Actual borrowings by DCC `low'

Despite mega-dollars spent on wastewater upgrades, why are the DCC's actual borrowings so low?...
Despite mega-dollars spent on wastewater upgrades, why are the DCC's actual borrowings so low? Photo by Stephen Jaquiery.
Why does the Dunedin City Council borrow and how has Dunedin City Holdings Ltd performed over the past 15 years? In the second of a two-part article Richard Walls defends the council's rates record.

 Critics of the Dunedin City Council regularly ignore the fact that Dunedin and Christchurch are among the lowest five rating authorities in the country, despite undertaking major infrastructural capital projects costing millions of dollars.

The average residential rate in Auckland this current year is $2,095, in Dunedin it is $1,466 and in Christchurch - where water is levied on capital value - $1,365.

Why is it that despite spending megabucks on the upgrading of water and wastewater with another $70 million or so still to come on the last stage - our actual borrowings are so low? Actual borrowing by the DCC, as at 31 December last, totalled $157.48 million.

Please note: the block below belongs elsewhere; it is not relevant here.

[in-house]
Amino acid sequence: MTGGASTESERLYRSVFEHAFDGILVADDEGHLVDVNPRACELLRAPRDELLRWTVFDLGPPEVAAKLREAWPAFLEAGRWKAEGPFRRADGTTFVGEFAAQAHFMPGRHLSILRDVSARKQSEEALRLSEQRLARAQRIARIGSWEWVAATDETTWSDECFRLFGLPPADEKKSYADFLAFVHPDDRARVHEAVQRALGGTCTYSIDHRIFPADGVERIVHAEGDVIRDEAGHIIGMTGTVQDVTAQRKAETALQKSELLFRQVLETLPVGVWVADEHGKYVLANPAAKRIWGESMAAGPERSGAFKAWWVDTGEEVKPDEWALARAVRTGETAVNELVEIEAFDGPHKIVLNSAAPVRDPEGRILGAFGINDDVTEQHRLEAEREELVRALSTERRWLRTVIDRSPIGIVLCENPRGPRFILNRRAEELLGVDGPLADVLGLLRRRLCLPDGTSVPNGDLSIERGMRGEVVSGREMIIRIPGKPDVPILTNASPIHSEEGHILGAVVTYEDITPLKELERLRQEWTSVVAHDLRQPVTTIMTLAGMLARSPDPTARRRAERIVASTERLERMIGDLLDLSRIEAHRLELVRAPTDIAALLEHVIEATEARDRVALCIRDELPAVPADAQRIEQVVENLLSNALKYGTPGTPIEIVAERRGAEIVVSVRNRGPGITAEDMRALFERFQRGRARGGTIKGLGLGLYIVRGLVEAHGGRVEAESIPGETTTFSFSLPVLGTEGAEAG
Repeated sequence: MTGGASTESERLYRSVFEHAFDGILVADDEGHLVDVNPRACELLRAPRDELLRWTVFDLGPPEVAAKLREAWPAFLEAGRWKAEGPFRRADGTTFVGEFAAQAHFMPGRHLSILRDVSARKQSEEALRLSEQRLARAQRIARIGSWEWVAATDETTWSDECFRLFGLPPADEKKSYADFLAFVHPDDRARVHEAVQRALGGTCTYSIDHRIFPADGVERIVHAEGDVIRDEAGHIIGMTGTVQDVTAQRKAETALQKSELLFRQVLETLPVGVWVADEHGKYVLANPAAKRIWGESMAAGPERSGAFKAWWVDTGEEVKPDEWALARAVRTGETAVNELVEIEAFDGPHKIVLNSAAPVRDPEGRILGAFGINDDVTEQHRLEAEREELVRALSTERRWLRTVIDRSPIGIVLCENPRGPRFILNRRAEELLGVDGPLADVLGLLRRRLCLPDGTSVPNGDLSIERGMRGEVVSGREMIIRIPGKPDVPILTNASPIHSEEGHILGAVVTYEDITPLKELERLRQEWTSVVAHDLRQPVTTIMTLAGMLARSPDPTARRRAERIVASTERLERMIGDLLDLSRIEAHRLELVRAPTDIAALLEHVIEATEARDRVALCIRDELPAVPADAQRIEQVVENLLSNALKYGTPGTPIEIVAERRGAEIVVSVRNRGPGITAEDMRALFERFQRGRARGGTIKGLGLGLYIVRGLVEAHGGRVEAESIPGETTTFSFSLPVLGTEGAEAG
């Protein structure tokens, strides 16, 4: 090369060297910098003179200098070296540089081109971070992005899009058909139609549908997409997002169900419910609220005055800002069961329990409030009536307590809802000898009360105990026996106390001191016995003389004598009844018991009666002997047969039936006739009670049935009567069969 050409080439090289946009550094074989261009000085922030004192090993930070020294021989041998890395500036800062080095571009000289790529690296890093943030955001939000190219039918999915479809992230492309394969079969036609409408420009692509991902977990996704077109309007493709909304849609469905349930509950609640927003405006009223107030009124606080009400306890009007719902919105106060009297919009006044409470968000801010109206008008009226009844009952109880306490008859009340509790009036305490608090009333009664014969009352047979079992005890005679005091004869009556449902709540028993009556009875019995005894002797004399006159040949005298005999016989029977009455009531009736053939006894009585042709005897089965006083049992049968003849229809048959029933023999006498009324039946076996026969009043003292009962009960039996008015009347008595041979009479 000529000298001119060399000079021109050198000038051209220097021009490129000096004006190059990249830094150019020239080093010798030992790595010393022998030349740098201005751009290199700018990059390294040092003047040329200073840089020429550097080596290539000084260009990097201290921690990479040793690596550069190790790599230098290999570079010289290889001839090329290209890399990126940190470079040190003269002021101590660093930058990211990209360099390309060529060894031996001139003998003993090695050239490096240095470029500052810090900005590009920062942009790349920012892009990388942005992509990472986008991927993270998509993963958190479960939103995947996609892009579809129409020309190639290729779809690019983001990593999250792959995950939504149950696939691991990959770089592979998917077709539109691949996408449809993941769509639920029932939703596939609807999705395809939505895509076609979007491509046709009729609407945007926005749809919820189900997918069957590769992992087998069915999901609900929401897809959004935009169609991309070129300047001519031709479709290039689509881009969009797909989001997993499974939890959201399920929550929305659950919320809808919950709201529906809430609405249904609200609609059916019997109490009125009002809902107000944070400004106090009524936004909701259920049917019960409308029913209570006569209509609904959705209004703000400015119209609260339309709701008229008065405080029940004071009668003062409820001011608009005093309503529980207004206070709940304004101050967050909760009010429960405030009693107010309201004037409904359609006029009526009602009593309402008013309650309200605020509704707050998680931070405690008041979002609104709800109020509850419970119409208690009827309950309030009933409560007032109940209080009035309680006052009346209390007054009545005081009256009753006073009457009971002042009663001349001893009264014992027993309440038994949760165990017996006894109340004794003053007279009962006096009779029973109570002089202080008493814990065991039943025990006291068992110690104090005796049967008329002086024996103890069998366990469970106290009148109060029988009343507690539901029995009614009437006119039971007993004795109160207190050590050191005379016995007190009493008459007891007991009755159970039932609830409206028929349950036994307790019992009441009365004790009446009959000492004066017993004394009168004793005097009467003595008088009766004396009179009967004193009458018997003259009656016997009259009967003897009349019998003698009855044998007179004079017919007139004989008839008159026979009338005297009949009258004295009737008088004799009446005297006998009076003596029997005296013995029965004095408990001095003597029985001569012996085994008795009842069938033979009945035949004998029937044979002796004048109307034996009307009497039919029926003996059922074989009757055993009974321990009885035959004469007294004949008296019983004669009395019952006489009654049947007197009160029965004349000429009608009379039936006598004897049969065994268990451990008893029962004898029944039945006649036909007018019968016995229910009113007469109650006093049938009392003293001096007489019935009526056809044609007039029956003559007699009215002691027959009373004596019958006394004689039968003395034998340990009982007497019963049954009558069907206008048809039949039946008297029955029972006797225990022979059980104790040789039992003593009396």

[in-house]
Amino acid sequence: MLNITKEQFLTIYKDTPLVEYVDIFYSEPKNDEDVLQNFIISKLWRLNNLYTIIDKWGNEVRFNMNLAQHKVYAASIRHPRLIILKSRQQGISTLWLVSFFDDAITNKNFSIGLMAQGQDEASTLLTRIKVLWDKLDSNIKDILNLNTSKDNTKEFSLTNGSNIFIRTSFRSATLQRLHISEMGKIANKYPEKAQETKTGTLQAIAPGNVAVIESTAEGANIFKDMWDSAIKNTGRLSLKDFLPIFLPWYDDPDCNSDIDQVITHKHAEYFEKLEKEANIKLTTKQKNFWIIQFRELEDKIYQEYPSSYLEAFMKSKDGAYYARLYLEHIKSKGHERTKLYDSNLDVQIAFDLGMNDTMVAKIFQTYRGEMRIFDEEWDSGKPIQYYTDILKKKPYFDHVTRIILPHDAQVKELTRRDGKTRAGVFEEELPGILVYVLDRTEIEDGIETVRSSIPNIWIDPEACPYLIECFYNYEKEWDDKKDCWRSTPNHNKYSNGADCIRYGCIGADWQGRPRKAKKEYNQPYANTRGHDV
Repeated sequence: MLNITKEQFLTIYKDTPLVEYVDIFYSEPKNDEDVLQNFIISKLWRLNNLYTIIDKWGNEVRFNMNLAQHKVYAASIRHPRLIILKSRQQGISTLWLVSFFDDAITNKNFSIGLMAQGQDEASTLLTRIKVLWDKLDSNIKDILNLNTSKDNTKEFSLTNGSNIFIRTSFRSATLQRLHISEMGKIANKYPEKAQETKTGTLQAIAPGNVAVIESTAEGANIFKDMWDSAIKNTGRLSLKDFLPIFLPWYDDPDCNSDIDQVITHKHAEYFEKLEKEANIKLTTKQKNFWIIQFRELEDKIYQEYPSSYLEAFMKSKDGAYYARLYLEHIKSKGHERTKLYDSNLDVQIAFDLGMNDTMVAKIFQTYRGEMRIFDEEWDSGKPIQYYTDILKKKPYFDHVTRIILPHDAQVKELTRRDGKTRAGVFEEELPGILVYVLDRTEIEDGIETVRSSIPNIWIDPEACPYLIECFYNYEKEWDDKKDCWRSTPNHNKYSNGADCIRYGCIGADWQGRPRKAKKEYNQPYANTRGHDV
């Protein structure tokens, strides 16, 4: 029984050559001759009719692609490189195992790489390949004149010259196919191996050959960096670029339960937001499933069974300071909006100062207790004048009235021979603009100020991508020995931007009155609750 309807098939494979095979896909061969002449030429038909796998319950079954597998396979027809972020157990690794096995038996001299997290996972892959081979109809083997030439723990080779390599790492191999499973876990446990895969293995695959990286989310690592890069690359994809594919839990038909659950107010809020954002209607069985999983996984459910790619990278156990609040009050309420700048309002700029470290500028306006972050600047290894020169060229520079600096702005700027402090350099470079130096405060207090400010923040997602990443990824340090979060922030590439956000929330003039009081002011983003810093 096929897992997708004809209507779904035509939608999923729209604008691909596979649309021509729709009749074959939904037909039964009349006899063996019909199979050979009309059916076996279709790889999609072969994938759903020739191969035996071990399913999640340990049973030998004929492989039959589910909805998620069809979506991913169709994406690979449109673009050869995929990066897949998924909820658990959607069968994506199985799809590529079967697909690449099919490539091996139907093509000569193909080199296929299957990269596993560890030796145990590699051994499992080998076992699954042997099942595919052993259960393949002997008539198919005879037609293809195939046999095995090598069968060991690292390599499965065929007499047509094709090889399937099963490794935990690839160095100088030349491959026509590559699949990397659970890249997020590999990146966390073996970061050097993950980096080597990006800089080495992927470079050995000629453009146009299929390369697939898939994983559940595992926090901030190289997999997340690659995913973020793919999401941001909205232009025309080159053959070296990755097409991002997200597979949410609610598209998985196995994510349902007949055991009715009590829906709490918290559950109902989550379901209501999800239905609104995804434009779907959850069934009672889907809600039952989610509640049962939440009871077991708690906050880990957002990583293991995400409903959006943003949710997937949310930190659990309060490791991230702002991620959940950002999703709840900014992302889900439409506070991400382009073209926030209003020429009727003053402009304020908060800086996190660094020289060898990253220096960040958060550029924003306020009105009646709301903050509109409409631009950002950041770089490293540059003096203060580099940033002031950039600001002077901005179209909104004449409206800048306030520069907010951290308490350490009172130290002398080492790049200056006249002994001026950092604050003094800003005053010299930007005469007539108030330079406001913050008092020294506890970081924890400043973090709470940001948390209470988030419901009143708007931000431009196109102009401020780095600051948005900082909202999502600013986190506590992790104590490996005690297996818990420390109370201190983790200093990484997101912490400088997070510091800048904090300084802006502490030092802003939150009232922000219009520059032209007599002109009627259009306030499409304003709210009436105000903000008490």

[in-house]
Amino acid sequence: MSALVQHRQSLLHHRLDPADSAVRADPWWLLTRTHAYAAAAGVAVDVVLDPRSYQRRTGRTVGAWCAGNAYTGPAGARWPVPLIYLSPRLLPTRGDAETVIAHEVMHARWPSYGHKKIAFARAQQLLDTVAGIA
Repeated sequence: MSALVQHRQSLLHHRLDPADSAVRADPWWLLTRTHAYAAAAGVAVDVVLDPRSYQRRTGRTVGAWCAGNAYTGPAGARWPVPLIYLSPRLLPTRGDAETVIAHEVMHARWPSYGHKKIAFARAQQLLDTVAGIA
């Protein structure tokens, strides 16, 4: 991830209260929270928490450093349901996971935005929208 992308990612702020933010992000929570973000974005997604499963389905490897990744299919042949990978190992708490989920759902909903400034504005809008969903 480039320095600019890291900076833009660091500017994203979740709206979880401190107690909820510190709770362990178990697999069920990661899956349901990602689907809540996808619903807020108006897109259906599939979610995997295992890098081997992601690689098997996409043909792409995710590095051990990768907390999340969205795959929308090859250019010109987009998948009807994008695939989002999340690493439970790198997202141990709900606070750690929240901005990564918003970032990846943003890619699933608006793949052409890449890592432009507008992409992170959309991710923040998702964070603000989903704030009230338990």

Of the interest and repayments directly funded from rates, $42.37 million relates to Wastewater Upgrades; and $22.38 million to Water Upgrades, a total of $64.75 million.

Set against total spending to date of $160 million on these upgrades, the sums are not difficult.

So, where did the rest of the money come from? Might it just have something to do with the success of Dunedin City Holdings Ltd which council critic Calvin Oaten referred to in another opinion piece "Governance exploitation by another name" (ODT 20/11/2008) and in which he suggested DCHL was being "blatantly exploited"?